Inspire, alongside our colleagues across the sector, has signed this open letter on the cost of living crisis in Northern Ireland:

On behalf of the organisations undersigned, we are making a joint plea for urgent action to mitigate the devastating impact of the cost of living crisis in Northern Ireland.

Local households of all shapes and sizes are being pummeled by spiraling living costs. Energy bills have increased by hundreds of pounds per year, record levels of inflation are making essentials like food and fuel unaffordable, and neither wages nor social security support have risen sufficiently to cushion the blow.

The crippling cost of living is pushing people in Northern Ireland into making increasingly desperate decisions to survive week-to-week. We are aware of heartbreaking stories of people skipping meals, turning off their heating, sitting in the dark with no electricity and making their own sanitary products because they simply can’t afford to get by any other way.

And these experiences only scratch the surface of what the cost of living crisis is doing to women, men, children, parents, older people, young people, disabled people, unpaid carers, ethnic minorities and many more in every corner of Northern Ireland. The impact that this is having on people’s physical and mental health and wellbeing is severe.

The situation only looks likely to get worse in the coming months. New research predicts a fuel poverty rate of over 70% in Northern Ireland by January 2023. [1] This means over 1.4 million people here will be struggling to afford their energy bills. The much-discussed ‘heat or eat’ dilemma has almost become irrelevant, because many households in Northern Ireland will go to bed this winter both cold and hungry.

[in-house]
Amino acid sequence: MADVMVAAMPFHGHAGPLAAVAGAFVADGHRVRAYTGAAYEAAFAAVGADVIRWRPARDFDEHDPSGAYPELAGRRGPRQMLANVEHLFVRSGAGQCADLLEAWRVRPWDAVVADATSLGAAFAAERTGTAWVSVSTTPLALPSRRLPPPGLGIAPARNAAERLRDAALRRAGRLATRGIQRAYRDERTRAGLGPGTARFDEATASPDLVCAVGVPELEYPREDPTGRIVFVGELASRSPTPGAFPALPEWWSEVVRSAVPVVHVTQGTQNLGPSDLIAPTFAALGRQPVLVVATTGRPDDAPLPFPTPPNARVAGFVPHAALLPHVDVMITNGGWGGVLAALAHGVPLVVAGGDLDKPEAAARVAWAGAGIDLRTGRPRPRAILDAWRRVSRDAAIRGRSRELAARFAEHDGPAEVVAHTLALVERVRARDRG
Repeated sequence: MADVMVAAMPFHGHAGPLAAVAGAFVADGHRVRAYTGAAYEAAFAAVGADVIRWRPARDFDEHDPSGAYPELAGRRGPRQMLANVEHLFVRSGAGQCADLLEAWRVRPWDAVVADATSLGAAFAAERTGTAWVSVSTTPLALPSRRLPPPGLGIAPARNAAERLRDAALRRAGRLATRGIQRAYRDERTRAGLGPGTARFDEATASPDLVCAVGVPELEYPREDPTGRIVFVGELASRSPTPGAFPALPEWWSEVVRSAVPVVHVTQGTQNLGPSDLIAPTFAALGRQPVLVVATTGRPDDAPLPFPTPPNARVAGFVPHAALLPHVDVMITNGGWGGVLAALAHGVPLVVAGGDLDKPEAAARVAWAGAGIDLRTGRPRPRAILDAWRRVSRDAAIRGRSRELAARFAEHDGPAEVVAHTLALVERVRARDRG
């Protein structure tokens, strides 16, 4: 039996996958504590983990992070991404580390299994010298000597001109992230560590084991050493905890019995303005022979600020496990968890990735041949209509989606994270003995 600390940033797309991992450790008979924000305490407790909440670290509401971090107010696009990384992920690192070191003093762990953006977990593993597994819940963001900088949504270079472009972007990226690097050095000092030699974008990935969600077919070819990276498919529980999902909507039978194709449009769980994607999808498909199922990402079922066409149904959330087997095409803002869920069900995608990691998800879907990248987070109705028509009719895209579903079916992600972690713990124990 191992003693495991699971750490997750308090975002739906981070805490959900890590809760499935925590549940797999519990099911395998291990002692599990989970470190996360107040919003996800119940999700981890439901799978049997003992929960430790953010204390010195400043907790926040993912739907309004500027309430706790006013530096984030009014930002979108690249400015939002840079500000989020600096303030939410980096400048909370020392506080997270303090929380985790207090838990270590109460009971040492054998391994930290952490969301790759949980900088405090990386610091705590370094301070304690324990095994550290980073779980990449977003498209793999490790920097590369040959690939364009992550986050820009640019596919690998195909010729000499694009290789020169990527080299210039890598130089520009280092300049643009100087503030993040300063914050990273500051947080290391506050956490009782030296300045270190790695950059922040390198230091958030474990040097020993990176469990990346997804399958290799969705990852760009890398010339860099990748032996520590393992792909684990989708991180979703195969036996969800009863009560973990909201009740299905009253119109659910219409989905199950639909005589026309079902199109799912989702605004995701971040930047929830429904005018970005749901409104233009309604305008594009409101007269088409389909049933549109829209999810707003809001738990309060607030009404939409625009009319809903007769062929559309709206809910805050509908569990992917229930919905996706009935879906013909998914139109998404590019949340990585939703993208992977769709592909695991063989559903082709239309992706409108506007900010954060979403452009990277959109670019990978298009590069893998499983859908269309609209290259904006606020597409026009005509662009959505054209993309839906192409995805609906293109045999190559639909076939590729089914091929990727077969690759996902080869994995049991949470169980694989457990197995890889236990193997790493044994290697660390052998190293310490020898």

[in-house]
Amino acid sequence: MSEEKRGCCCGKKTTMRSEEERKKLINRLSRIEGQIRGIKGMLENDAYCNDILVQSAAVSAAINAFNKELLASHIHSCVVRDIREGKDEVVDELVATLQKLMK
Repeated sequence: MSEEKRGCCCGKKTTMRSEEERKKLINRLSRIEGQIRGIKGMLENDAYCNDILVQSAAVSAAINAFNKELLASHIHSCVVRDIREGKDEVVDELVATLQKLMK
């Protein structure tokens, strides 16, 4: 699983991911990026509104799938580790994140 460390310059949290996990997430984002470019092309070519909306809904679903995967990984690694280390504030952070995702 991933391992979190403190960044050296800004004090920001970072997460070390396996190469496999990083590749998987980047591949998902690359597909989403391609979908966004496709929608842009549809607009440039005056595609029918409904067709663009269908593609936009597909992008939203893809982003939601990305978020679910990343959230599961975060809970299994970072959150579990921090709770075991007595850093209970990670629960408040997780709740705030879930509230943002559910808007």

It is in that context that we are making a collective call for our political leaders to overcome the present difficulties and form a new Executive without delay.

Stormont has significant policy-making powers – particularly in regard to social security – that could be deployed to shield local households from the poverty and destitution so many are already facing, and that so many more are at risk of in the time ahead. We urgently need the institutions to return, set a multi-year budget and deliver the policy solutions that people in Northern Ireland need.

Failure to do so does not just have a human cost, but an economic one as well. Increased ill-health, poorer educational outcomes and less spending in local businesses are all by-products of poverty, and are all harmful to Northern Ireland’s economy.

Spiraling living costs have, and will continue, to effect hundreds of thousands of households across Northern Ireland. Political inaction in the face of such a devastating crisis is simply not an option.

To see the original version of this letter, click here

1 Bradshaw, J and Keung, A (2022). Fuel poverty: Estimates for the UK. Available at:,would%20also%20be%20fuel%20poor